Easter Seals Nova Scotia has been known by a number of different names in its 78-year history. Its mandate has always remained the same – to serve Nova Scotians with physical disabilities.
1931 – Easter Seals Nova Scotia was first registered as “Nova Scotia Society for the Care of Crippled Children” (NSSCC), a campaign which raised money for NS children with physical disabilities for traveling clinics initially.
1947 – First “Easter Seals Mail Campaign” (Ontario)
1947 – The “Foundation for Poliomyelitis and Rehabilitation” (CFPR) formed its first NS Board of Directors. CRPR is historically known as the March of Dimes which was initially a fundraising campaign to fight polio and later evolved to help rehabilitate individuals with physical disabilities.
1949 – First Easter Seals Mail Campaign in NS – Sydney area only.
1952 – First province-wide Easter Seals Mail Campaign with its office in Halifax.
1956-2005 – “Easter Seals Mobile Medical Clinic” (originally known as the Crippled Children’s Clinic (C.C.C). This was the first clinic of its kind in Eastern Canada that had specialists in both Pediatrics and Orthopedics who traveled to rural areas of Nova Scotia.
1958 – Camp Tidnish program began for Easter Seals children, in cooperation with the Rotary Club of Amherst who owned and operated the camp ever since 1937.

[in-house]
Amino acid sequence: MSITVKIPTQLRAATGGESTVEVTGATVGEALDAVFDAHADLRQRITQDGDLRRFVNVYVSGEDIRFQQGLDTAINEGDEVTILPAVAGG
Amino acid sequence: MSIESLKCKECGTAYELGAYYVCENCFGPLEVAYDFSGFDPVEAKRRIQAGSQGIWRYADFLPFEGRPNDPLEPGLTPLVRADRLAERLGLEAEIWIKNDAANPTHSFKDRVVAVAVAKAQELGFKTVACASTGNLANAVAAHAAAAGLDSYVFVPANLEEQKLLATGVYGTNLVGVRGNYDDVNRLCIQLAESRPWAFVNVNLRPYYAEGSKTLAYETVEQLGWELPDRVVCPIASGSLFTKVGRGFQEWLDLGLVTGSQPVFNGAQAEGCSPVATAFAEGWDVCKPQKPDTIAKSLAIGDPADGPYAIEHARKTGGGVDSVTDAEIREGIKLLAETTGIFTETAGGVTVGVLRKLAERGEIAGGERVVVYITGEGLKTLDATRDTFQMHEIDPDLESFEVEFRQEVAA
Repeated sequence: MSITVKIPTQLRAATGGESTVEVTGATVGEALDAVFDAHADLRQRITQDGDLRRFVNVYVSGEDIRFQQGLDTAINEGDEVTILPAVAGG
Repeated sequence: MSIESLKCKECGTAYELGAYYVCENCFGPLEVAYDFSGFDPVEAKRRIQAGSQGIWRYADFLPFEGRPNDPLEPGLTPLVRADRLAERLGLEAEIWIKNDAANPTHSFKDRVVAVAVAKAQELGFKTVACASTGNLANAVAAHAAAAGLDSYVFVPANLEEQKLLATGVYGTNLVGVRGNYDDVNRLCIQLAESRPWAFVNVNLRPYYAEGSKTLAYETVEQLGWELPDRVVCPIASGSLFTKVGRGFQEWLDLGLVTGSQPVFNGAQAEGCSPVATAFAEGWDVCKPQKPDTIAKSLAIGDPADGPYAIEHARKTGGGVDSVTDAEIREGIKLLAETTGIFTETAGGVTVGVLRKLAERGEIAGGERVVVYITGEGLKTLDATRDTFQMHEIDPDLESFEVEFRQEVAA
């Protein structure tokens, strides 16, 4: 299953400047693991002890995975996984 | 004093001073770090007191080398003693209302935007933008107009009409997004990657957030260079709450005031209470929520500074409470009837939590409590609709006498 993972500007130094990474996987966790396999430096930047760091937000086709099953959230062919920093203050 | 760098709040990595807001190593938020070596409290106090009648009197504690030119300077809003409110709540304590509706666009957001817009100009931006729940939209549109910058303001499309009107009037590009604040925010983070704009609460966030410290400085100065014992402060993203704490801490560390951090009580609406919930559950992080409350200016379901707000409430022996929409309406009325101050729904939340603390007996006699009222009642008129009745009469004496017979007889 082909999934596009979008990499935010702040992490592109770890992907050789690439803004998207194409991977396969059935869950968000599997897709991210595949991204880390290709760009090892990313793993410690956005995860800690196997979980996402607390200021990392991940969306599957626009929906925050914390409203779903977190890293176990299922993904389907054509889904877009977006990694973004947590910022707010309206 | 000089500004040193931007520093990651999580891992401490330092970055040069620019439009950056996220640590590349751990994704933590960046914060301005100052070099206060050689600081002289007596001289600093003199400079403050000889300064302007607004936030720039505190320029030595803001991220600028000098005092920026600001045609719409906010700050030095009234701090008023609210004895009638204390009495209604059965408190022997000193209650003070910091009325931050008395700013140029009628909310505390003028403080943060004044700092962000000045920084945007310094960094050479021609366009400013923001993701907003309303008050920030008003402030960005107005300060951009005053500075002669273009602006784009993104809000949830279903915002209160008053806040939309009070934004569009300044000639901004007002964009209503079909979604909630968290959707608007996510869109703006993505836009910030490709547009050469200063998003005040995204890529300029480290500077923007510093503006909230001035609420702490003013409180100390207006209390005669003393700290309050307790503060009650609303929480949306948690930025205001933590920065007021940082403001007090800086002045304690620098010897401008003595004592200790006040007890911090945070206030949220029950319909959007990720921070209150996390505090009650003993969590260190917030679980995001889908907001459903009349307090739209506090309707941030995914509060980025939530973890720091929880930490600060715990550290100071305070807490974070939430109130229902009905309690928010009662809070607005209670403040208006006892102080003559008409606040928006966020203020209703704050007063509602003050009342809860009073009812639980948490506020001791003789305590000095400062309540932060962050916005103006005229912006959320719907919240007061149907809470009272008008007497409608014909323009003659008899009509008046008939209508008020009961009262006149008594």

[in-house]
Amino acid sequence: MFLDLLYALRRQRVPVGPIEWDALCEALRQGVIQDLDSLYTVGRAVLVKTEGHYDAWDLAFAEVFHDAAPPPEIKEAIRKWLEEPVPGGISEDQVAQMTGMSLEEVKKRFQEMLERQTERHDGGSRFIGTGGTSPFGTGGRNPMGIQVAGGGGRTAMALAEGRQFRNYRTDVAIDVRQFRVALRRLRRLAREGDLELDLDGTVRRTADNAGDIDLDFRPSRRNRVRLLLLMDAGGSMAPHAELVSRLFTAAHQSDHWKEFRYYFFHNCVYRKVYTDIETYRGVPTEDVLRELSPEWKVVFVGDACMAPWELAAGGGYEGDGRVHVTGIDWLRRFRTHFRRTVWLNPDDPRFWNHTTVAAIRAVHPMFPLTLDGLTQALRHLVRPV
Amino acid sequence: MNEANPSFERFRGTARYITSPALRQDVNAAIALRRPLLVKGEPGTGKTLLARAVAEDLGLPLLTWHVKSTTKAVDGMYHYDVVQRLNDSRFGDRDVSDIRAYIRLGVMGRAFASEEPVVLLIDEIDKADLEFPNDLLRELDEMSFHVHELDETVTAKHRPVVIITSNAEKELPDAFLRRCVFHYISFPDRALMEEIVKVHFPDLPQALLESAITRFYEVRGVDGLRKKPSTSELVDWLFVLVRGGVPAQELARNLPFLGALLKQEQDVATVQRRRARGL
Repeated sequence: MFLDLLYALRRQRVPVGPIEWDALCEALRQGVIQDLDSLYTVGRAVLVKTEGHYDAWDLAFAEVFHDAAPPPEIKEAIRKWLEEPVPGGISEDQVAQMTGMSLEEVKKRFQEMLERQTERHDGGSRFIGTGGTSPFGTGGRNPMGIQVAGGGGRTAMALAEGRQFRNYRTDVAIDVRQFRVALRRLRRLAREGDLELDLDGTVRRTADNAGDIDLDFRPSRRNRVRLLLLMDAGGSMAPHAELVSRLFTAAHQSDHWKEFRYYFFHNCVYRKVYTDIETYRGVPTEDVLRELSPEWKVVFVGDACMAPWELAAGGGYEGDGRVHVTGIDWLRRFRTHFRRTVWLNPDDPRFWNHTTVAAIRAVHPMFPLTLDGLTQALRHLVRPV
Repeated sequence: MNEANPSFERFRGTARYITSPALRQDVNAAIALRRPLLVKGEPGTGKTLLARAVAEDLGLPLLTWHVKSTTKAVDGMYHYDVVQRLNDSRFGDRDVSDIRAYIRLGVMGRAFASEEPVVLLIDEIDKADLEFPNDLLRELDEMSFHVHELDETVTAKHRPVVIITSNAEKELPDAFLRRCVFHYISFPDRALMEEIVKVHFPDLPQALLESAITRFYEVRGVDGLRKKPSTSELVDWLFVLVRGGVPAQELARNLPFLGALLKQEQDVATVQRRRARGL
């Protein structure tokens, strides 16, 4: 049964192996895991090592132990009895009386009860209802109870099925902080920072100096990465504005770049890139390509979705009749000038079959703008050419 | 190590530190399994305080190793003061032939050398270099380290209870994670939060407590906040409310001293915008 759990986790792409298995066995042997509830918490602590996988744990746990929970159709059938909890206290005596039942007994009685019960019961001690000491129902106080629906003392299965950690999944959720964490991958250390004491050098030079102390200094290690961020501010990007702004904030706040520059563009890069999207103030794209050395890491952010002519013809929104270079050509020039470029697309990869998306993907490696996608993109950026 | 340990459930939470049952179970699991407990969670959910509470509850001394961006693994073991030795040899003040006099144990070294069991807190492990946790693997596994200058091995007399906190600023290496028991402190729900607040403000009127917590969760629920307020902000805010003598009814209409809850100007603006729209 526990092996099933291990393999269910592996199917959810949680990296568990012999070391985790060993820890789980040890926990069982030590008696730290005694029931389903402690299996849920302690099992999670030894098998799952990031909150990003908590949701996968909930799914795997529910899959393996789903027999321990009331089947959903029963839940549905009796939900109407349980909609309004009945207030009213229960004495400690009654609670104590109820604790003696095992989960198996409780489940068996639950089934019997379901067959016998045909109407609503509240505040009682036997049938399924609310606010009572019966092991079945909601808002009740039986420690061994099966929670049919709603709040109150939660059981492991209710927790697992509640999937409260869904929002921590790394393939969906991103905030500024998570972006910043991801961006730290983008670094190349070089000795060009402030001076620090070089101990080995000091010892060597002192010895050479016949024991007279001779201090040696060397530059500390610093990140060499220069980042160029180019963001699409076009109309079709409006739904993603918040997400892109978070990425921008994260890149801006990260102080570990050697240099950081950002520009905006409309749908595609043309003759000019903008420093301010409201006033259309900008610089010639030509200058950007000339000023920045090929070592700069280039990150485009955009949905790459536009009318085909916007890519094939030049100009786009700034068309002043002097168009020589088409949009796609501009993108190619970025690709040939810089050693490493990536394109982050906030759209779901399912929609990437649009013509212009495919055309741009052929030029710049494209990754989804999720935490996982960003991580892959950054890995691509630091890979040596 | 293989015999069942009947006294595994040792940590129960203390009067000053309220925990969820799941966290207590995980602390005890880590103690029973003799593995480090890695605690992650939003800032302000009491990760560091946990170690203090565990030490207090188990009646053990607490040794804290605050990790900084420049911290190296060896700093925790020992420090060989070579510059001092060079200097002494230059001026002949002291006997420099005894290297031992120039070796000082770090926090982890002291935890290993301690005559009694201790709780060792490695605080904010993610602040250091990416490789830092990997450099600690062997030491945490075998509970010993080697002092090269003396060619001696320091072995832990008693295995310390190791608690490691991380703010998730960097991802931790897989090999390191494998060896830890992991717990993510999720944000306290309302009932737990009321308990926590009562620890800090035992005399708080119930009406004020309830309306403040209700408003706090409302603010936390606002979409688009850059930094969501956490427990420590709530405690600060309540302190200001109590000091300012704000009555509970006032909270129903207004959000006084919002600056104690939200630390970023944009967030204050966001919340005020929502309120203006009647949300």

1960 – New Leaf Enterprises training centre opened its doors in Halifax under the guidance of the Canadian Foundation for Poliomyelitis and Rehabilitation and the Junior League.
1962- New Leaf Enterprises centre was incorporated and accepted as a training school for offset printing for disabled individuals by the Department of Education.
1965- New Leaf Enterprises training centre was formally passed to Easter Seals Nova Scotia.
1964 – Merger of the Nova Scotia Society for the Care of Crippled Children (NSSCCC) with Canadian Foundation for Poliomyelitis and Rehabilitation (CFPR) to become the “Nova Scotia Division of the Canadian Rehabilitation Council for the Disabled” (CRCD-NS)
1985 – CRCD–NS changed name to “Abilities Foundation of Nova Scotia” (AFNS). This change created a more positive image of the population served by stressing their abilities, not their physical limitations.
1986 – First Labatt 24 Hour Relay fundraising event held in Halifax in support of Easter Seals Nova Scotia.
1987 – Easter Seals Nova Scotia (known as the Abilities Foundation of Nova Scotia) started operating Camp Tidnish at the Rotary Club of Amherst’s request.
1992 – New Leaf Enterprises begins food services program.
2001 – Easter Seals Nova Scotia (known as the Abilities Foundation) was one of the first charities in Canada to adopt the Canadian Center Philanthropy’s initial Ethical Fundraising code guidelines.
2002- New Leaf Enterprises began business skills initiative receiving computer systems from IBM.
2002- Duke of Edinburgh Award adapted to include youth with physical disabilities. Easter Seals organizes this Award for people with disabilities as part of its Active Living programs.
2003- First person with a disability in Nova Scotia to receive the Duke of Edinburgh Award.
2005 – Take PART (Physically Accessible Recreation Today) program started.
2009 – Use of single public identity “Easter Seals Nova Scotia.”Share on Facebook